South Korea sends team to Middle East to tackle COVID-19 on anti-piracy ship

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South Korea is sending a medical team to the Middle East to tackle a coronavirus outbreak on one of its ships on anti-piracy patrol while at home, new daily infections are hovering around record levels with 1,600 reported on Thursday.

South Korea was for months a coronavirus success story as it kept outbreaks under control with testing, tracing and social distancing but the Delta variant has been fueling a new wave of persistent infections in recent weeks.

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The outbreak on the South Korean destroyer with some 300 service members on board operating in the Gulf of Aden is another headache for the administration of President Moon Jae-in.

Moon has ordered medical experts with emergency equipment to fly to the region to contain the outbreak and get patients out if they have to, said presidential spokeswoman Park Kyung-mee.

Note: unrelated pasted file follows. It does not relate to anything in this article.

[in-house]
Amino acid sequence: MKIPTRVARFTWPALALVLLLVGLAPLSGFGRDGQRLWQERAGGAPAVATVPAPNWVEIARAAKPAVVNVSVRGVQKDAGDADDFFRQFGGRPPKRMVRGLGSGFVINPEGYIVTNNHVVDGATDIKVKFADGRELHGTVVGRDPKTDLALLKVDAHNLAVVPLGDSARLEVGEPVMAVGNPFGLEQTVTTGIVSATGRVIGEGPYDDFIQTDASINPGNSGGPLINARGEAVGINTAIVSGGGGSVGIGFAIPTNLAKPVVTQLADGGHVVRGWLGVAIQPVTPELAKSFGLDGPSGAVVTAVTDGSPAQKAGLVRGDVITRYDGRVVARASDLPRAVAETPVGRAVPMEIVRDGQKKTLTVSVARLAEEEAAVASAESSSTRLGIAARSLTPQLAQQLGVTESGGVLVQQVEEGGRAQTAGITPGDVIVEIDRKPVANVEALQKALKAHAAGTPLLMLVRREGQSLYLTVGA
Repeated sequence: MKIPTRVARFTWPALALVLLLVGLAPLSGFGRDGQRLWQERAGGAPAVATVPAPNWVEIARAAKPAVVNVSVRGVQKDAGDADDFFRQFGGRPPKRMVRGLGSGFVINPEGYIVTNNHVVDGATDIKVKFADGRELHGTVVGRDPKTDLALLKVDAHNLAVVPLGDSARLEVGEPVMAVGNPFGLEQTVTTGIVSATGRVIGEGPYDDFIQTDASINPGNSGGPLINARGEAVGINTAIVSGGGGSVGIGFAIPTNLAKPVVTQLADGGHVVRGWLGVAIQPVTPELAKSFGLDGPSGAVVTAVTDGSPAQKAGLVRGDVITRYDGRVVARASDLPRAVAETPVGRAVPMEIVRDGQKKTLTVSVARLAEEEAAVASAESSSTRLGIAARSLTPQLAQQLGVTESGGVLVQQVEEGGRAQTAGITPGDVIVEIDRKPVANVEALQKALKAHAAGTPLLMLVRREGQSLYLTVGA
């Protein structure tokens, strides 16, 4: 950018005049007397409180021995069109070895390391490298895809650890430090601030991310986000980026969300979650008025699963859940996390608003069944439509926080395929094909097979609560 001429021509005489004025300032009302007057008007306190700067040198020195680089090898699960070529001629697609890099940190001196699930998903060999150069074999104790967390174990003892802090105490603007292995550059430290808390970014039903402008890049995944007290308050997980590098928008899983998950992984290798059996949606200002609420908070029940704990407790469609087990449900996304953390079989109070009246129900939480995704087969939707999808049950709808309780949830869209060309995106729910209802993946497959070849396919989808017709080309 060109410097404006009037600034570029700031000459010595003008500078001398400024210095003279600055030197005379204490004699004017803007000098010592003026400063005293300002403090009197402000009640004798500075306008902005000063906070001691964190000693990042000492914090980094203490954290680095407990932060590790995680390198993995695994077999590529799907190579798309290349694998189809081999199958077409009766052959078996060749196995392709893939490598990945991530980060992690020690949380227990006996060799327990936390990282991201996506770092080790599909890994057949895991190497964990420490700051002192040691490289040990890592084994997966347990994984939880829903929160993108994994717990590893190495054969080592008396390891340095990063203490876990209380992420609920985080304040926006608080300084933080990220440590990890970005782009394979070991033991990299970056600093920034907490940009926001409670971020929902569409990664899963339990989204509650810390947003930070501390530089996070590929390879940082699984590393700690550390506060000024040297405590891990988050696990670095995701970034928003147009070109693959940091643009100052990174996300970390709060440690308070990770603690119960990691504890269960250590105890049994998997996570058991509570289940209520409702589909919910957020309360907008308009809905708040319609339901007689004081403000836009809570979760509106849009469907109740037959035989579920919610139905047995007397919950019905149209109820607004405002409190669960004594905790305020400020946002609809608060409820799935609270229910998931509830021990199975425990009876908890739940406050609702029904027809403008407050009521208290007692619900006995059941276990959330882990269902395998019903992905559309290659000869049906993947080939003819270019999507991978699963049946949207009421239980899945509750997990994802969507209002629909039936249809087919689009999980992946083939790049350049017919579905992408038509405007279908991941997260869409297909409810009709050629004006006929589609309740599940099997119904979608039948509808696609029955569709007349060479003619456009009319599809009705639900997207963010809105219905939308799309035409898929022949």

The Yonhap news agency, citing the Joint Chiefs of Staff, said six service members had tested positive for the coronavirus, while some 80 had developed some symptoms. None on board were vaccinated, Yonhap said.

The defense ministry declined to make any immediate comment but said it was preparing a statement on the matter.

South Korea has recorded 173,511 coronavirus cases and 2,050 deaths since the pandemic began, data from the Korea Disease Control and Prevention Agency (KDCA) showed.

Only 30.8 percent of its 52 million people have received at least one dose of a vaccine, while 12 percent have been fully vaccinated.

Clusters of infections had been largely centered in the capital Seoul and neighboring areas but cases have spread to more rural areas, adding to worries about the Delta variant.

In response, the government tightened social distancing rules across most of the country on Wednesday, when authorities reported a daily record of 1,615 cases.

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The KDCA has been reporting 1,000 or more new daily cases since July 7 and authorities expect the trend to continue until mid-August.

But there has been no significant increase in hospitalisations or deaths, with a mortality rate of 1.18 percent and the number of severe cases at 167 as of Wednesday, far below levels seen during the previous peak in December.

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